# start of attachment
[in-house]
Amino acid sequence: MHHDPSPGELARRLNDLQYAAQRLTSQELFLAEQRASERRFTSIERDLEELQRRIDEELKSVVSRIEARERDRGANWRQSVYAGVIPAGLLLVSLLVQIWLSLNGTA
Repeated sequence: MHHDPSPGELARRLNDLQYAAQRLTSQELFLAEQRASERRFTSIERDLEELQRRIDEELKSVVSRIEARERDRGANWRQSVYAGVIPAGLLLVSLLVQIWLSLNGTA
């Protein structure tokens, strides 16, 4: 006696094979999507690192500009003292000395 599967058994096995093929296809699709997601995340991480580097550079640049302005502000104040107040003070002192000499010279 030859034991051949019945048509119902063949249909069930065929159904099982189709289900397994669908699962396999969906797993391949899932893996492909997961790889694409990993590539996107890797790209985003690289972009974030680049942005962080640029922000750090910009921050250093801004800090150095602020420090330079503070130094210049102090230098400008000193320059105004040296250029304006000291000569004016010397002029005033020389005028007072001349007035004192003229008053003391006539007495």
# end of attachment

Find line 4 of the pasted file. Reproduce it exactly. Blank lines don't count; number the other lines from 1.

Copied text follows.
């Protein structure tokens, strides 16, 4: 006696094979999507690192500009003292000395 599967058994096995093929296809699709997601995340991480580097550079640049302005502000104040107040003070002192000499010279 030859034991051949019945048509119902063949249909069930065929159904099982189709289900397994669908699962396999969906797993391949899932893996492909997961790889694409990993590539996107890797790209985003690289972009974030680049942005962080640029922000750090910009921050250093801004800090150095602020420090330079503070130094210049102090230098400008000193320059105004040296250029304006000291000569004016010397002029005033020389005028007072001349007035004192003229008053003391006539007495």